Also parts of this book are available online at Google Books:

http://books.google.com/books?id=oWX-x0b4pw4C&printsec=frontcover&dq=u.s.+amphibious+ships+and+craft&cd=1#v=onepage&q=&f=false

Including much of the chapter on the LFS options (Fire Support Revisited).

One thing that I have never completely understood is the US Navy's apparent reluctance to consider, let alone field a navalized variant of the army's MLRS system!
Ok some people would say that to use them would bring US Amphibious units into harms way!
Some would say that the loading/reloading process is unacceptable on a ship!

Well that’s not true. The US Navy has extensively considered, trailed and designed naval MLRS and ATCAMS in both trainable launcher and vertical launcher options for their ships. Its just they haven’t had the money or got sidetracked into 155mm artillery options, which is a great shame because MLRS is ideal for NGS. It can do all the missions required with a single system (albeit with three different rocket types).

Its strange - but as far as multiple rockets launchers on Western/NATO ships go in the amphibious support fire role, I think only the Italian navy utilize them aboard there ships(??)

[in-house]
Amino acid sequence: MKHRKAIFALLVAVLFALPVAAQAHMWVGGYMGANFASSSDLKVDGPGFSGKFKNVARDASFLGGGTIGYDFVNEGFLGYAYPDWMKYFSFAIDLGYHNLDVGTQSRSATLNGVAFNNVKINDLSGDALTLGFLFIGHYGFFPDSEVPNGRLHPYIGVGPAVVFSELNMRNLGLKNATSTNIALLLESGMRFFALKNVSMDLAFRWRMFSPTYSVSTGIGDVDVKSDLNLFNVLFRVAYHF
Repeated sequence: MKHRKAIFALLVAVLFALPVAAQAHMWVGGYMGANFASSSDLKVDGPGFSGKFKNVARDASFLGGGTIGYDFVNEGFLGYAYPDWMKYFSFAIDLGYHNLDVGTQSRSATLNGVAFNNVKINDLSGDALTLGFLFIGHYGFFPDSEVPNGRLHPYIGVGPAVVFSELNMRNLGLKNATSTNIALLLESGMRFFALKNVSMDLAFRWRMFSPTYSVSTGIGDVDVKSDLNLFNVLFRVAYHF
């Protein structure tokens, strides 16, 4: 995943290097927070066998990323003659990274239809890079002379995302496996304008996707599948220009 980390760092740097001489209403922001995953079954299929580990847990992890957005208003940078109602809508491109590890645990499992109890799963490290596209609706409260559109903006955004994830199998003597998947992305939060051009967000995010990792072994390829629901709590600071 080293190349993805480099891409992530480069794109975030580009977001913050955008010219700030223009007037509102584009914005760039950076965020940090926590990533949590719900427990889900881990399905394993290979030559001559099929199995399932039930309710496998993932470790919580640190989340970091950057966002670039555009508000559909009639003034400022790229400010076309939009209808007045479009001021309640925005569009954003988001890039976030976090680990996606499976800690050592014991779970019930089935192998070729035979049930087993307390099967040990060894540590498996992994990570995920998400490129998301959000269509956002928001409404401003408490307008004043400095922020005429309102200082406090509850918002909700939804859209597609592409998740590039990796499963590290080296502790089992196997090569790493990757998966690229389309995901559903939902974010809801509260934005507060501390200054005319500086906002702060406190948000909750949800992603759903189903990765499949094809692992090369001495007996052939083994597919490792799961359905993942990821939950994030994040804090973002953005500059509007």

The Italians like the Israelis have rocket launchers on their ships mostly for launching decoys. The US Navy on the other hand has fired more rockets from their ships than the rest of the world combined. The LSM(R) and IFS types perfected the mass bombardment area rocket capability. This enabled a single ship to shoot up to 400 127mm rockets per minute for 30 minutes. Was to be replaced by the Mk 66 twin barrelled 127mm L54 gun which in a four turret, 750 rpg ship would provide the same capability but with better range, accuracy and far more compact ammunition storage.
"There is a tendency in our planning to confuse the unfamiliar with the improbable." Thomas Schelling